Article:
Factbox: The basics - U.S. healthcare, reform and the high court
(Reuters) - The U.S. Supreme Court's ruling on Thursday arose from President Barack Obama's 2010 healthcare law, the most sweeping healthcare legislation since the government Medicare and Medicaid programs of the 1960s.
The law, which constituted the $2.6 trillion U.S. healthcare system's biggest overhaul in nearly half a century, sought to provide health insurance to more than 30 million previously uninsured Americans and to slow down soaring medical costs.
Here are 10 facts about healthcare in the United States, the country with the world's largest economy.
* Annual healthcare spending is $2.6 trillion, or $8,402 per person and 17.9 percent of the economy. Over the coming decade, rising healthcare costs are expected to make spending balloon to $4.8 trillion, or one-fifth of gross domestic product, according to the U.S. Centers for Medicare and Medicaid Services.
* About 50 million people are without any health insurance in the United States, a country with a population of more than 310 million, according to the U.S. Census Bureau.
* The Obama administration says the uninsured create $43 billion in uncompensated healthcare costs each year and that the cost-shifting represents about 1.7 percent of total spending on healthcare. For a family of four, that translates to an estimated increase of $1,000 in annual health insurance premiums.
* The Affordable Care Act, a 2,700-page piece of legislation signed into law by Obama on March 23, 2010, aimed to extend coverage to more than 30 million uninsured people.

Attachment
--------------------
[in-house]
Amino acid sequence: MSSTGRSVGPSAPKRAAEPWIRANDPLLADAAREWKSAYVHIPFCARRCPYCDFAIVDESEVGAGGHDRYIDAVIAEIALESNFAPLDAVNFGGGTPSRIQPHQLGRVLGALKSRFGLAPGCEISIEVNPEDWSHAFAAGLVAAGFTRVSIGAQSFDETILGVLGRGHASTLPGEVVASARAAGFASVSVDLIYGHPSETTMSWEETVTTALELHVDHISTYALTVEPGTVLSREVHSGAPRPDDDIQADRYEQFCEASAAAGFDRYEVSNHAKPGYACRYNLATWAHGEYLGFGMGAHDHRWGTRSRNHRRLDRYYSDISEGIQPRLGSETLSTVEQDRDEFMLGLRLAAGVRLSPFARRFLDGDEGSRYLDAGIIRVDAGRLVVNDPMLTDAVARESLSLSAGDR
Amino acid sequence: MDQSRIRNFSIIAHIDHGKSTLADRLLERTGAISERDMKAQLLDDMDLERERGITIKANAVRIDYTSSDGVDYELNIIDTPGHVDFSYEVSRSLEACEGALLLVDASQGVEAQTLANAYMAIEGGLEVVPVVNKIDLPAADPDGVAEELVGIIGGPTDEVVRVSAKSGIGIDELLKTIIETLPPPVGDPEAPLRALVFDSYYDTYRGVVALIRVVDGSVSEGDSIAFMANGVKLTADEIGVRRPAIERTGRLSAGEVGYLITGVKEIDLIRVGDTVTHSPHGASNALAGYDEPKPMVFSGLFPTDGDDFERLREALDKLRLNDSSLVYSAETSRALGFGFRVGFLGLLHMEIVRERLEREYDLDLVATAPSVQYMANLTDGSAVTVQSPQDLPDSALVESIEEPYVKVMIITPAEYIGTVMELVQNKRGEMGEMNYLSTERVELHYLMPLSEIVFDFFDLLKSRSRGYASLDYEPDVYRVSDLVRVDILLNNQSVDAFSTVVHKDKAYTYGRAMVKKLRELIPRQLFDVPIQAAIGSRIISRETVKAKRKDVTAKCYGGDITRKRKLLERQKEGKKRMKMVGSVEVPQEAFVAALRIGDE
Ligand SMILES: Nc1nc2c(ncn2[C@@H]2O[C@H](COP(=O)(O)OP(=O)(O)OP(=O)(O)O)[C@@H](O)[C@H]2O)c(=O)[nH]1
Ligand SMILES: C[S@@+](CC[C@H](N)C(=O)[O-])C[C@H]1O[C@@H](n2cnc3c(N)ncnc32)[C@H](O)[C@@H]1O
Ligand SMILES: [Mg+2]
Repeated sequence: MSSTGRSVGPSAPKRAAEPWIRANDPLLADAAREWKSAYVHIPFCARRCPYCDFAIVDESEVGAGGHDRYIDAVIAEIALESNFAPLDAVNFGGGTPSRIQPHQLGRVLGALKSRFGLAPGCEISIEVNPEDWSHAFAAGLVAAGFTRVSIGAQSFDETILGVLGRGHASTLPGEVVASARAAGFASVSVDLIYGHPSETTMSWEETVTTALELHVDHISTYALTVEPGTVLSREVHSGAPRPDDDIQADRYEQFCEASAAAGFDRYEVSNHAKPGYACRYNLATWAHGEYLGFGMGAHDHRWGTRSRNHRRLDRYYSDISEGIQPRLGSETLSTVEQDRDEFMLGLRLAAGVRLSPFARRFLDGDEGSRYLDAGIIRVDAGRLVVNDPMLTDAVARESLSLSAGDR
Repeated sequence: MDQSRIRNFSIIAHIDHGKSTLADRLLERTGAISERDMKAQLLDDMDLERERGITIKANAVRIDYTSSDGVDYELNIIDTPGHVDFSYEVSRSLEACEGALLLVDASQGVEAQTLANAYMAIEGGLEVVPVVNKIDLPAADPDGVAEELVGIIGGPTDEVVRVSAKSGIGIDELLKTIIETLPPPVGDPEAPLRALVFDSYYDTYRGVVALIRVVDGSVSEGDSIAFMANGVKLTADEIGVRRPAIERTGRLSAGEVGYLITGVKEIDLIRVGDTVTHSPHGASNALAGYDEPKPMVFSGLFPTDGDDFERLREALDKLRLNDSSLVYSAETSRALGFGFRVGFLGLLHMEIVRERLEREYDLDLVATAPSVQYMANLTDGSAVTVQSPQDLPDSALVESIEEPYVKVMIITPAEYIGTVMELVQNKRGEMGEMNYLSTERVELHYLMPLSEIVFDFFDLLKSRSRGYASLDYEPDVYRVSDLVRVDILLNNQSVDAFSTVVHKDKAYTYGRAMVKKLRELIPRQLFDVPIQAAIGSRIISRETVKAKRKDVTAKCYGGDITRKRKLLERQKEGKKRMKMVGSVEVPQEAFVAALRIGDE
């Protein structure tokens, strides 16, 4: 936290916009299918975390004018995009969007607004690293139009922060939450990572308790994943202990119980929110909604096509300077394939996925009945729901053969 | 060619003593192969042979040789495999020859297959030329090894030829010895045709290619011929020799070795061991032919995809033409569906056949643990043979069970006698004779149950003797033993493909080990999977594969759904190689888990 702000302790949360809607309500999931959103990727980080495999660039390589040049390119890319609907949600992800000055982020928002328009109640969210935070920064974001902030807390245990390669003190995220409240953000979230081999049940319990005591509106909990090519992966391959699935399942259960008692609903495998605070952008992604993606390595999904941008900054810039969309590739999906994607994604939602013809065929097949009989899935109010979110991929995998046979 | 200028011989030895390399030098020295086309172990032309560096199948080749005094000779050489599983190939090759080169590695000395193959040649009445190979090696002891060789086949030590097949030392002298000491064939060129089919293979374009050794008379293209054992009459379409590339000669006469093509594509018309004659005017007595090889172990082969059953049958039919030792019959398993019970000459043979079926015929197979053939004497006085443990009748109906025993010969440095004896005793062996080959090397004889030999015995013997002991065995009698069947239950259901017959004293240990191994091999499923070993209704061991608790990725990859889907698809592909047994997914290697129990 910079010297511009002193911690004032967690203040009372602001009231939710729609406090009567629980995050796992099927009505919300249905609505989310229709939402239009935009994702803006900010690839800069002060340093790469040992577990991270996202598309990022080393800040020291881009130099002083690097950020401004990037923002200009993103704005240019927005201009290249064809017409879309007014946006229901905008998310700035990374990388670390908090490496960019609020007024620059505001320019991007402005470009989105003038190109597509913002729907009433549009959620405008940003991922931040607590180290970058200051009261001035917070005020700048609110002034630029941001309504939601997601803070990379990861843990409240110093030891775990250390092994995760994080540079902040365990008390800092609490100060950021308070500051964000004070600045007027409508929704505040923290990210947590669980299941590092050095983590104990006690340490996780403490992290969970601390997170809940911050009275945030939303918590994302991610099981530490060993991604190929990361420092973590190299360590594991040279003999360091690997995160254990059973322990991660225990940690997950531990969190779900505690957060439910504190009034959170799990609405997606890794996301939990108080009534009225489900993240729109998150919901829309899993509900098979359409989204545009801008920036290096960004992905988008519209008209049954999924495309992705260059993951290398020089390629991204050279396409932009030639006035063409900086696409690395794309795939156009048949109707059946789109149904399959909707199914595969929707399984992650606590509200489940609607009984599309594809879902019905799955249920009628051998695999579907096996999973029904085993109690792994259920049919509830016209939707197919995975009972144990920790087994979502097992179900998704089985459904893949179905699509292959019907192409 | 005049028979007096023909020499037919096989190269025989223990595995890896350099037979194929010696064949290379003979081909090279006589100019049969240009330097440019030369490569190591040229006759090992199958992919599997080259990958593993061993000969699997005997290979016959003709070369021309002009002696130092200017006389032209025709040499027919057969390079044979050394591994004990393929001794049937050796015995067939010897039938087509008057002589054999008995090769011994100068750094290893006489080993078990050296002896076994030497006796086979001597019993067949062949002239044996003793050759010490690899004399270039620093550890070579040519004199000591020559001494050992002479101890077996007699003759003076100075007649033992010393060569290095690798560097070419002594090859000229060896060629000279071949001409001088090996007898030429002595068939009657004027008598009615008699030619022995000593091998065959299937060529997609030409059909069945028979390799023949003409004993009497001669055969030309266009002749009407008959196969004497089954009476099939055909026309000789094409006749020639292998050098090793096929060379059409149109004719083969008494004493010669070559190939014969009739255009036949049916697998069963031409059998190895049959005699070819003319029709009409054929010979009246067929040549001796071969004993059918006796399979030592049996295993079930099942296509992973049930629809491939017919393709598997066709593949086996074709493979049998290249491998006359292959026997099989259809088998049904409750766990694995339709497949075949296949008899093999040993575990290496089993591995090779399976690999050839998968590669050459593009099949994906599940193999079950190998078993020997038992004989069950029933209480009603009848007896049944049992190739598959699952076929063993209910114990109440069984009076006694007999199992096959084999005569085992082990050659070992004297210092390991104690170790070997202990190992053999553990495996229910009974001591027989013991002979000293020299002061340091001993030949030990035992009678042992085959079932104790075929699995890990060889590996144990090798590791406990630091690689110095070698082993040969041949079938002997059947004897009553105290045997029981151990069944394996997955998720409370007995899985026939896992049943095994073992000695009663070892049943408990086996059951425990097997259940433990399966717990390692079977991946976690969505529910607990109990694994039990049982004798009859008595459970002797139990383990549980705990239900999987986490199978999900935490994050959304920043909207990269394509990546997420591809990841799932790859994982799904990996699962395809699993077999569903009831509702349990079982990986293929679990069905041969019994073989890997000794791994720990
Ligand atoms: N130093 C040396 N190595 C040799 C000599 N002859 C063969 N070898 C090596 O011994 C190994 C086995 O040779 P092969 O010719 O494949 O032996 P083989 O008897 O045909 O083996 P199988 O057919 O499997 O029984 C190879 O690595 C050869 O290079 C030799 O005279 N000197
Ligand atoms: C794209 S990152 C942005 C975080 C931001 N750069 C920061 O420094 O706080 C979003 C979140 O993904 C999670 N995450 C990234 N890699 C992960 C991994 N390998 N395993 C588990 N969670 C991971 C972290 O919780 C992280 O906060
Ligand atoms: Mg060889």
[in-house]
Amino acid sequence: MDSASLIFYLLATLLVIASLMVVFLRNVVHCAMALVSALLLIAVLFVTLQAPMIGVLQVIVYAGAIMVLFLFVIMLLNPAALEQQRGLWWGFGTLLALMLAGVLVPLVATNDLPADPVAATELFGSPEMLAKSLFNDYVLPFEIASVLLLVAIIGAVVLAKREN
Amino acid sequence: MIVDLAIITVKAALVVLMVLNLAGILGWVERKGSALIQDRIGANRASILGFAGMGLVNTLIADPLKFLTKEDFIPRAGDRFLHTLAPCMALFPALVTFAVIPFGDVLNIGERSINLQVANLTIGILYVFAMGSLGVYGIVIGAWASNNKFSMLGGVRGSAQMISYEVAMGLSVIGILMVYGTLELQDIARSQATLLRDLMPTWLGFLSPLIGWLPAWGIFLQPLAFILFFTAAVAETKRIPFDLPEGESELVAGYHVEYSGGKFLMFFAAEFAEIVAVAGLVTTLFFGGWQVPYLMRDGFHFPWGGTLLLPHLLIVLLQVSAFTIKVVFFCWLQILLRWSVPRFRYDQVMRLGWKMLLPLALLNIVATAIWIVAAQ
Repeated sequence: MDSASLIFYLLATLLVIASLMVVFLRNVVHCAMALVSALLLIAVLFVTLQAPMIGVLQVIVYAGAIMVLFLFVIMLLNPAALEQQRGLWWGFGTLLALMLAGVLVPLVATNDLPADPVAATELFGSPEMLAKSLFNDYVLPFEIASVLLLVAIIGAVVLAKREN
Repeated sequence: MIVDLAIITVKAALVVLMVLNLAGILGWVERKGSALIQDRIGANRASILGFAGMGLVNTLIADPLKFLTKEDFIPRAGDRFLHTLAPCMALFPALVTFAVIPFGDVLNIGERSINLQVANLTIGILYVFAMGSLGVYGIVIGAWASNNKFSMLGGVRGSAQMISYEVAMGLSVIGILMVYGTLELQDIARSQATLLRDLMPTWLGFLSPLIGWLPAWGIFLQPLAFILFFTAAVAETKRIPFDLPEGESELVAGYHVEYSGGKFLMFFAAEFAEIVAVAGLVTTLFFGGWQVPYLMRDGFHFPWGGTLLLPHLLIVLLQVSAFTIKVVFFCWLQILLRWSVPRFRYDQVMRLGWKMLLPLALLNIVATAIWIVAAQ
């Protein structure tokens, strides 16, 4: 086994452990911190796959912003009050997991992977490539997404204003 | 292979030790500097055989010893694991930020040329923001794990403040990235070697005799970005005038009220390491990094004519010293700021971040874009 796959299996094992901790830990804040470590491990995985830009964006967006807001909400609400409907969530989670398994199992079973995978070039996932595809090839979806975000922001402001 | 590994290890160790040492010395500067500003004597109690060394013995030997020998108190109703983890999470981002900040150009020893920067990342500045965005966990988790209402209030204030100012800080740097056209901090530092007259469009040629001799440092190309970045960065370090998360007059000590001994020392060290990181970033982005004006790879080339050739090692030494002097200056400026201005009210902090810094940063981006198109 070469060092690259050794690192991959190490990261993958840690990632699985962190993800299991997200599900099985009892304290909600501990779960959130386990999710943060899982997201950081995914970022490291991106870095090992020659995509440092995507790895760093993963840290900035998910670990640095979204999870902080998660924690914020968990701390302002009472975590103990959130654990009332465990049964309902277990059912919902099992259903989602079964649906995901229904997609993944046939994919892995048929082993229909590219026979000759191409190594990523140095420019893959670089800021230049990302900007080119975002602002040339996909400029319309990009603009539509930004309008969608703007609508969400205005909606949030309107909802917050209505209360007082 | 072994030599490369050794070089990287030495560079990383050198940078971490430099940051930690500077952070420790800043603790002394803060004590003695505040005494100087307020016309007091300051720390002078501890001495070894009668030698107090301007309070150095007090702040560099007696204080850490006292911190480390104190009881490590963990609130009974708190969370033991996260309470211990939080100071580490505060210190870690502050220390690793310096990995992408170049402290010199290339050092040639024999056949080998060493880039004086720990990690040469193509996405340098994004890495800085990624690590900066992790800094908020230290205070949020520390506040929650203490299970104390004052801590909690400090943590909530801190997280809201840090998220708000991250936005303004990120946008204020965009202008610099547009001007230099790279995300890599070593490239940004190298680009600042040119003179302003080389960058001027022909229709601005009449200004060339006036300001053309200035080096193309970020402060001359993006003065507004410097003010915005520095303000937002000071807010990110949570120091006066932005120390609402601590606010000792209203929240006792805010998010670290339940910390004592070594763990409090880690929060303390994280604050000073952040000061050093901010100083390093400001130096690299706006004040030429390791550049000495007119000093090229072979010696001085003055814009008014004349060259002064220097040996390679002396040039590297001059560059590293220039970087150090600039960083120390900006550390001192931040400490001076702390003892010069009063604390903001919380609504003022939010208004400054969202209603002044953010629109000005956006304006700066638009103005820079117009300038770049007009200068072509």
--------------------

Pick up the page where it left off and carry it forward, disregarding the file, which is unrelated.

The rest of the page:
* The law contained a two-pronged plan to expand health coverage. It envisioned new state insurance markets in which people with family incomes of up to nearly $90,000 would be able to buy private insurance at government subsidized prices. It also called for expanding the Medicaid program for the poor to cover people with annual family incomes of nearly $30,000, or 133 percent of the poverty line as defined by the federal government.
* The "individual mandate," the law's most contentious provision, required most Americans to obtain health coverage by 2014, when the legislation was due to take full effect. Those who did not comply would be forced to pay a financial penalty to be phased in through 2016. In 2014, the penalty for individuals was set at $95, or 1 percent of taxable income, whichever was greater. By 2016, it was set at $695, or 2.5 percent of income. The law exempted illegal immigrants, the very poor, Native Americans, certain religious groups and prison inmates.
* Twenty-six of the 50 U.S. states challenged the law on grounds it exceeded the federal government's constitutional authority. The challenge has also been brought by the National Federation of Independent Business and individuals who do not want to buy insurance.
* Before the case reached the Supreme Court, four U.S. appeals courts ruled on the individual mandate - three of the four rejecting state challenges. The fourth ruled the mandate unconstitutional but let the rest of the law stand.
* The high court heard oral arguments on March 26, 27 and 28 that lasted a combined six hours and 26 minutes.
* The U.S. healthcare system is highest in spending and 31st in providing healthcare coverage to its people among the 34 members of the Paris-based Organization for Economic Cooperation and Development, the OECD says.
(Reporting by David Morgan, Joan Biskupic and James Vicini; Editing by Howard Goller and Will Dunham)
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